It is exceptionally rare for a doctor to be convicted in a criminal court for gross negligence manslaughter which is why the case of Dr Bawa-Garba, who received a suspended sentence in 2015 for her role in the death of a child in 2011, has received such widespread attention.

Opinions over whether or not Dr Bawa-Garba was treated justly became polarised between those who believe that the doctor’s actions alone contributed to the tragedy, and those who believe that she was a victim of endemic systemic failures within the hospital where she worked. The case is back in the headlines because the GMC’s decision to strike her off the register has been overturned and she is back in possession of her practising certificate.

Multiple failures led to errors

A detailed examination of her case was conducted by the BBC’s Panorama programme earlier this month (August 2018). The programme revealed a catalogue of errors from the time Jack Adcock was admitted to the University Hospitals of Leicester NHS Trust with vomiting and diarrhoea, to the moment he died, some 12 hours later, from sepsis. But what is particularly notable is the context in which those errors were made: the doctor had just returned from maternity leave, was working in a unit she was unfamiliar with, senior members of staff were absent, including the consultant whose diary was double booked, and the hospital’s IT system went down for a crucial period during the day. After the child’s death, Dr Bawa-Garba logged her reflections, as doctors are encouraged to do as part of the continual learning process, and concluded that she could have done better (this was used in evidence against her in court).

Unacceptable care experienced by 25% of patients

But what Panorama also revealed was that the systemic failures uncovered by the review following Jack’s death were not immediately addressed. In 2013 local GPs noted that the hospital’s Summary Hospital-Level Mortality Indicator (SHMI) was much higher than it should have been. As a result a public health consultant was appointed to find out why. He and his team researched patients’ notes to find out what sort of care they had received. The results made alarming reading: 25% of patients had received unacceptable care against a norm of 10%. The list of issues uncovered included incorrect interpretation of ‘do not resuscitate’ orders, delayed antibiotics, failure to detect serious illness, unexpected deterioration, medication errors and IT failures. The following year (2014) Leicestershire GPs expressed their concerns again and wrote to Jeremy Hunt and Simon Stevens describing Leicester as on a ‘par with Mid-Staffs’.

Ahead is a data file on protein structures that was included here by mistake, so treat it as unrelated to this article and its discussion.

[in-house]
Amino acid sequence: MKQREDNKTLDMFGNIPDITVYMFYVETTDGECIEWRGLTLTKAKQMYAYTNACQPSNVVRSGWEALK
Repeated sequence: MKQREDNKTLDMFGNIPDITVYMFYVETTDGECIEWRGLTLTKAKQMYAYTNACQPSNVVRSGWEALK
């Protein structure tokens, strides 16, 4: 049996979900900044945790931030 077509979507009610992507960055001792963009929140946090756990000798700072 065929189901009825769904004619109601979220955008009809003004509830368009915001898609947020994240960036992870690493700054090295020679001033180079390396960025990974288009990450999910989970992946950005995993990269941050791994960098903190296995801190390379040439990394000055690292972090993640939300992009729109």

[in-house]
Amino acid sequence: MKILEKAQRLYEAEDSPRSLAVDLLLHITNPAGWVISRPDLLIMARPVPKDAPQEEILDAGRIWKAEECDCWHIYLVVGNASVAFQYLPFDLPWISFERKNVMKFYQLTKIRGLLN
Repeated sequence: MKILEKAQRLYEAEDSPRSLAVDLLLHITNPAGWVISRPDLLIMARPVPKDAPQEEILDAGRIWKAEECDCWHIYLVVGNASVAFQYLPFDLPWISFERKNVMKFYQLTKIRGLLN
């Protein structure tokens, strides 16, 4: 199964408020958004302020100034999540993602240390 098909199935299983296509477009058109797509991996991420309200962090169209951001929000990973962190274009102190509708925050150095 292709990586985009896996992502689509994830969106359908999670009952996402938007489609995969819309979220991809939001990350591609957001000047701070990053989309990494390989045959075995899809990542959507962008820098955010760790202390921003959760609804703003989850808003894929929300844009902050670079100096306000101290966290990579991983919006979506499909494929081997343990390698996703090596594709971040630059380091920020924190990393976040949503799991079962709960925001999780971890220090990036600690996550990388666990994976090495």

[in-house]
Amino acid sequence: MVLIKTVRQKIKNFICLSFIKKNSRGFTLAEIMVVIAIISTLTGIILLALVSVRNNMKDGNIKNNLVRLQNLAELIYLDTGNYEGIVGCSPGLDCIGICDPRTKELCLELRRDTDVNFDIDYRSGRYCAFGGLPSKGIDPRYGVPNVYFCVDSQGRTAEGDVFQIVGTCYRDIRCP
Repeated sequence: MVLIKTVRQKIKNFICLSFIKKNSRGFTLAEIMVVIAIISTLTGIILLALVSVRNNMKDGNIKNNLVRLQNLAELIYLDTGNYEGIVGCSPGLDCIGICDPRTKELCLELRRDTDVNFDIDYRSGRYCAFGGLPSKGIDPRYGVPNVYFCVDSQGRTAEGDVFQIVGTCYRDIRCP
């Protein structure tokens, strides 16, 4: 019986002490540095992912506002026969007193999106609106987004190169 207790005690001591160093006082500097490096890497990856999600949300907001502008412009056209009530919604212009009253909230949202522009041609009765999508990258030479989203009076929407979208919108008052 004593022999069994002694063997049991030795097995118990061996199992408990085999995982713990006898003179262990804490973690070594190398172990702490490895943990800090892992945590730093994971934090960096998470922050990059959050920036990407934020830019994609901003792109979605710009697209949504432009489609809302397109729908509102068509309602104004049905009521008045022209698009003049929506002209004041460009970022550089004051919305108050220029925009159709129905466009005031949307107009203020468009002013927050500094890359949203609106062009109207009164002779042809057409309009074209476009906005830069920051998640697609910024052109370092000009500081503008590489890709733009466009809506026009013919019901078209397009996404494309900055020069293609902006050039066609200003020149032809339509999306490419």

The unsafe working conditions at the hospital were echoed by doctors working in other NHS hospitals throughout the UK as they came out in support of Dr Bawa-Garba, describing their own experiences of working in understaffed, poorly managed hospitals – as well as the deleterious effect that her case had had on the promotion of open and honest dialogue about mistakes.

Put individuals’ errors in context

That Dr Bawa-Garba’s honest reflections on what went wrong on that fateful day were used in evidence against her, added to doctors’ fears that the admission of a mistake was tantamount to an admission of negligence or worse. In 2014 Jeremy Hunt was actively pushing for a more ‘compassionate and transparent culture within the NHS’ – the outcome of Dr.Bawa-Garba’s case seemed to throw this into jeopardy. If hospitals are unsafe, and medical staff are working in conditions which are almost guaranteed to cause mistakes then this needs to be acknowledged in the context of doctors’ reflections on what went wrong. When David Cameron, then prime minister, asked Professor Don Berwick, then president of the US Institute for Healthcare Improvement, to advise on improving patient safety, one of his recommendations included moving away from blaming an individual looking to learn from errors. If doctors are worried that their honest self-appraisals will be used as a stick to beat them with when the chief contributory culprit is the unsafe environment in which they are working, then they simply will not own up to mistakes, lessons won’t be learnt, and people will continue to die unnecessarily.

About the author

Jeanette Whyman Partner

Jeanette is head of the medical negligence team. Having worked previously for Hospital Trusts, Jeanette has extensive knowledge of hospital practices and procedures. This means that she is able to assess a case speedily and to anticipate the other parties' position – this enables her to put forward the best possible case on behalf of her client.